The banks oblige this wish. In exchange, they are protected from market competition and enjoy protection against bank runs. In essence, the government grants banks the right to counterfeit so long as government can enjoy the first fruits of the printing press.

Once you release yourself from the myth that government created money, new possibilities emerge. Menger describes the emergence of money in evolutionary terms. There is trial-and-error. There is innovation. There are fits and starts. Something can be money in one place and not in another. Its emergence is gradual and goes through many iterations. “This transition did not take place abruptly, nor did it take place in the same way among all peoples.” This is a good description of the emergence of Bitcoin.

Ludwig von Mises (1881–1973). In a book published in 1912, Mises deepened and broadened Menger’s original theory about the origin of money. He was seeking an answer to the question of money’s original price in terms of goods and services. He explained that at any one time, there are many goods competing for money status—that is, that the good would be acquired not just to consume but also to trade for other goods.

He explained that it is impossible for anything to just be labelled money and for it to obtain value. There must be more to it than that. Gold and silver, for example, obtained their money value by virtue of their prior use in barter. In this sense, money must extend from a living market experience.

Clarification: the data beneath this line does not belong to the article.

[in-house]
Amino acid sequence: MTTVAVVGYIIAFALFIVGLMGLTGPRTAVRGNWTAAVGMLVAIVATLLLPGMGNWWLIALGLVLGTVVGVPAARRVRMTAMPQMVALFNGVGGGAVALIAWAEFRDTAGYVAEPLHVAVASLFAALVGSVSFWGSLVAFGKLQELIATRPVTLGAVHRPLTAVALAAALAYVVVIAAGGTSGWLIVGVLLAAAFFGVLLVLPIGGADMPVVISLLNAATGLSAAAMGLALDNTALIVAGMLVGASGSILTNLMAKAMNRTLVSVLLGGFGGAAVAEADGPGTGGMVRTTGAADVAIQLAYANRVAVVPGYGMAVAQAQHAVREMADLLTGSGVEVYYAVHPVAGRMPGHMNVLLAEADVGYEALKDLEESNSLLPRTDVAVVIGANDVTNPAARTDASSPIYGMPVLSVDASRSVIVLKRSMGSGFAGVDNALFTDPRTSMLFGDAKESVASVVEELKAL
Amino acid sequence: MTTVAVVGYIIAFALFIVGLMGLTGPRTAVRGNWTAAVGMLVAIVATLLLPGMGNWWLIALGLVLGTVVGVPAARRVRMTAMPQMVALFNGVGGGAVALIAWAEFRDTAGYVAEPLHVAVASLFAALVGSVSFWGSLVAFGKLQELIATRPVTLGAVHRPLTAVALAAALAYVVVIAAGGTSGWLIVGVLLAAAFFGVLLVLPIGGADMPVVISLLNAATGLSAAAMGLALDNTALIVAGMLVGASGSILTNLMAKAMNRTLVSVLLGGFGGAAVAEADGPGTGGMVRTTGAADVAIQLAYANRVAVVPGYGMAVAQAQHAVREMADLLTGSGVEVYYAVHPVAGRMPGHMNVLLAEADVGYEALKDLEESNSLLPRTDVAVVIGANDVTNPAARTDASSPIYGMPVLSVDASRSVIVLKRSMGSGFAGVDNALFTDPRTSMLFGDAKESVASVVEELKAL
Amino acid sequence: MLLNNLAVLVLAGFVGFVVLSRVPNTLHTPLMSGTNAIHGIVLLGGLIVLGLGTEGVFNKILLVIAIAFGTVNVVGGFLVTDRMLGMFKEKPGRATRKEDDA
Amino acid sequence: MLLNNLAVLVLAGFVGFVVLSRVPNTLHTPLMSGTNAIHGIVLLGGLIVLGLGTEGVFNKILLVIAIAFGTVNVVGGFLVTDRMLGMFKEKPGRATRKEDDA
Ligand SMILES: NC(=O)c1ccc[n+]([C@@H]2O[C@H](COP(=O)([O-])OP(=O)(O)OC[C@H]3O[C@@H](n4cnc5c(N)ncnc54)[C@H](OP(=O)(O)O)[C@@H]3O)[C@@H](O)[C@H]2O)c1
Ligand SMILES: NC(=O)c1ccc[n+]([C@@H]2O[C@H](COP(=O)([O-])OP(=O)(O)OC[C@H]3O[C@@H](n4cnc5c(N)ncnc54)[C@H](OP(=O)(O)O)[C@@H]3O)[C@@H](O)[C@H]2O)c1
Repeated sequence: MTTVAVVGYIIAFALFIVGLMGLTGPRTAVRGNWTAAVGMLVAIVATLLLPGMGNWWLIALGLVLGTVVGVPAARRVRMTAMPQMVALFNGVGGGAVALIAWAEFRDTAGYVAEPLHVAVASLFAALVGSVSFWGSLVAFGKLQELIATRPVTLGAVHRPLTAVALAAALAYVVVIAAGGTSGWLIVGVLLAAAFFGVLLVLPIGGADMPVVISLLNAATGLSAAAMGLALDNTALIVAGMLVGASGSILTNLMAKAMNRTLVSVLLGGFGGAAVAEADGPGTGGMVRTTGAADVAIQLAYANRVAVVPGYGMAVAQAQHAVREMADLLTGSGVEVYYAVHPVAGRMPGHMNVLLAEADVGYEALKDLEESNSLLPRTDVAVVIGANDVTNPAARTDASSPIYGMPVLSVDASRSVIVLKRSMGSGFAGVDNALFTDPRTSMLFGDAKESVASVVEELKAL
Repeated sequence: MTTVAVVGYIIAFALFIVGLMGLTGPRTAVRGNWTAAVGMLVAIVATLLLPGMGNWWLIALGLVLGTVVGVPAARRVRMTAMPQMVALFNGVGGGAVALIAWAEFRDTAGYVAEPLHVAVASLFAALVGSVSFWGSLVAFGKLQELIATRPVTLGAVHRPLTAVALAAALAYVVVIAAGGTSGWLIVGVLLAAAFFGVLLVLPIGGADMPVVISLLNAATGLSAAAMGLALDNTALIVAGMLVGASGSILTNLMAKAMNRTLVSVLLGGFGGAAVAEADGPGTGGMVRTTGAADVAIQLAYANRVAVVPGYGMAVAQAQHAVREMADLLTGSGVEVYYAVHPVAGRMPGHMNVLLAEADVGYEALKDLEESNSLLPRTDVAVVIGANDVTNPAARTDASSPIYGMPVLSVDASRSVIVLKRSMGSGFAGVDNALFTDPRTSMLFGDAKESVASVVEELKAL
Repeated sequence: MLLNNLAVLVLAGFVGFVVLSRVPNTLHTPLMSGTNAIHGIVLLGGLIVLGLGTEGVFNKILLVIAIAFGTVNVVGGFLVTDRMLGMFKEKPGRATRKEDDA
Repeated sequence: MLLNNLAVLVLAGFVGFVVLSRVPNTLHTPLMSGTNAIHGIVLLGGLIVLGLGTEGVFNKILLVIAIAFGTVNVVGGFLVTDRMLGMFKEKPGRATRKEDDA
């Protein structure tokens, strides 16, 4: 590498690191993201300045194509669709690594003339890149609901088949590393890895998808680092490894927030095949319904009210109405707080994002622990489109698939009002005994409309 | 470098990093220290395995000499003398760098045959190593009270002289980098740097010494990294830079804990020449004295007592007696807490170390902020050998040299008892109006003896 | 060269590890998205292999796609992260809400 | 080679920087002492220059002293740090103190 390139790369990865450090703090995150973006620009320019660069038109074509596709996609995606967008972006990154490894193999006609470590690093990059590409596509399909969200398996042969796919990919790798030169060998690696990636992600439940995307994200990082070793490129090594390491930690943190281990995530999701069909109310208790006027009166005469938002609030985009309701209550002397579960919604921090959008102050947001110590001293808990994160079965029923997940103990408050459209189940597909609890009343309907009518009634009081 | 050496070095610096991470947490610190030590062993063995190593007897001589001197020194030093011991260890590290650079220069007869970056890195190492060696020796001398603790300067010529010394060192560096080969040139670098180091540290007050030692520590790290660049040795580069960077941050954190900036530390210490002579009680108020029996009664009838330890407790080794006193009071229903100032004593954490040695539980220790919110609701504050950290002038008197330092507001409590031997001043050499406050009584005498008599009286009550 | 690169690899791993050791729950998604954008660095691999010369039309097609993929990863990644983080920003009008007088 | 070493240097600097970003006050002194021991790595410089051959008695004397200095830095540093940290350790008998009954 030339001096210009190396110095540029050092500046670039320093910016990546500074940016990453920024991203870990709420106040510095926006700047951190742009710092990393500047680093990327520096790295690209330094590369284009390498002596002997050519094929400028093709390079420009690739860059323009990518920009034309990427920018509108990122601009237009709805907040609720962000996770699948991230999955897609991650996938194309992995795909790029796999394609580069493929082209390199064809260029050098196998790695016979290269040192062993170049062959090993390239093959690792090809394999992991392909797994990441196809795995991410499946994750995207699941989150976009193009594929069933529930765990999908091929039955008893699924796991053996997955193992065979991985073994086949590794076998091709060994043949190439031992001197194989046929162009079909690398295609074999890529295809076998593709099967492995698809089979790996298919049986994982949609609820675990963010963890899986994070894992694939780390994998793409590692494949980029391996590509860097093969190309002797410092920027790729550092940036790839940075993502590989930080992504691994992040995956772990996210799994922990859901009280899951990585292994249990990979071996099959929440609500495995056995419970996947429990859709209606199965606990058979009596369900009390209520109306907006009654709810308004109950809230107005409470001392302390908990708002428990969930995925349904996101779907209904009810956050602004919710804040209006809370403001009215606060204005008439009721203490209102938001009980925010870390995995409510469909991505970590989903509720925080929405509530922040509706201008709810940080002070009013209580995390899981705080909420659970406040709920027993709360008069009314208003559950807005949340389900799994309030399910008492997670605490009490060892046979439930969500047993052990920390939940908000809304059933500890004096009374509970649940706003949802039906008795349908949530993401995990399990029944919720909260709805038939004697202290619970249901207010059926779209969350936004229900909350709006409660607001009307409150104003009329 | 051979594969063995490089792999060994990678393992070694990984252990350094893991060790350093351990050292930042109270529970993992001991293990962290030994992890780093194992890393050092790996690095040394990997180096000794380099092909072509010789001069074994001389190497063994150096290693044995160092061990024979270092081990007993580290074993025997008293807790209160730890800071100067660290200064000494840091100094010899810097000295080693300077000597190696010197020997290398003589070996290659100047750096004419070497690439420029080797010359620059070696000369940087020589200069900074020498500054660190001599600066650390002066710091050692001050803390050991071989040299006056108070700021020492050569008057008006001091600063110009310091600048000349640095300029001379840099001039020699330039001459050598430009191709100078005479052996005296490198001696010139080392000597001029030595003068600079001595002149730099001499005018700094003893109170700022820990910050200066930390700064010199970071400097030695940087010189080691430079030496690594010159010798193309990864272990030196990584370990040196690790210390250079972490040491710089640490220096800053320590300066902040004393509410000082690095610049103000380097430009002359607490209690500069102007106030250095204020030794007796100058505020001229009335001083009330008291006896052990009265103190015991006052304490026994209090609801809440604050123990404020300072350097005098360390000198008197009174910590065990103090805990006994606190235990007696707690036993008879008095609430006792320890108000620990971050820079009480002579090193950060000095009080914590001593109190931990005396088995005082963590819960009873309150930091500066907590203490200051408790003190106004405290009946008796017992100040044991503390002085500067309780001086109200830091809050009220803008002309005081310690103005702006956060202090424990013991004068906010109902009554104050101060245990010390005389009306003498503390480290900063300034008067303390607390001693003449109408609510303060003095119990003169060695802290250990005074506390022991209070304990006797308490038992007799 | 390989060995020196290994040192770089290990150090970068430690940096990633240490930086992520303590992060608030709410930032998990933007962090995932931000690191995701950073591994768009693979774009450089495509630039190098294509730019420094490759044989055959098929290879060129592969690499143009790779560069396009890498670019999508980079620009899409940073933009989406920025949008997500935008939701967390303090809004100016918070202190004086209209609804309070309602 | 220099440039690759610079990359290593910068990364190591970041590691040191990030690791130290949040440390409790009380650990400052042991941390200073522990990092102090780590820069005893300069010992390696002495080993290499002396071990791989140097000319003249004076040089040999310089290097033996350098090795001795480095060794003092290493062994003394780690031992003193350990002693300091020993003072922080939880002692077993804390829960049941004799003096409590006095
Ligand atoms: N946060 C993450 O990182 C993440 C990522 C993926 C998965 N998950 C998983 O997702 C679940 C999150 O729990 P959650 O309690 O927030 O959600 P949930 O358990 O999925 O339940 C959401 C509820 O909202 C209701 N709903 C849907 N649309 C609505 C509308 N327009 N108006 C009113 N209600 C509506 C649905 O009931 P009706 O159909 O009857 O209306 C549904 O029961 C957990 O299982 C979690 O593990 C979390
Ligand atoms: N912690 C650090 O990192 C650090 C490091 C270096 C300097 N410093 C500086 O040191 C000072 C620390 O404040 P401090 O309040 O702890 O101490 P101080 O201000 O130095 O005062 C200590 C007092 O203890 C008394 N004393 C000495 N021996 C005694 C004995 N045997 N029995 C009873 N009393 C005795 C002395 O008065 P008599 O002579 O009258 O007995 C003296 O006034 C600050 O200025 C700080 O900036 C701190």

How does this apply to Bitcoin? The underlying value of Bitcoin is connected to its incredibly innovative payment system. The technology combines a distributed network, a ledger updated and verified for each transaction, cryptography, and a direct peer-to-peer system of exchange to create the blockchain. Users played around with the results for fully 8 months before the attached currency (Bitcoin) obtained its first market value.

Giving value to this digital currency was not something that could be done by government or social contract. It takes real market experience with a value good—or, in the case of Bitcoin, a wonderful service that the whole world needs. Such is the origin of Bitcoin’s value. In fact, if there were no payment network bound up with the currency, the currency itself would have no value at all.

In my experience in explaining this to people, this is a real sticking point. Most people think of money and a payment system as different entities (dollars vs. Visa). With national money, this is entirely correct. But Bitcoin is different. It unites the two in one. That’s hard to think through.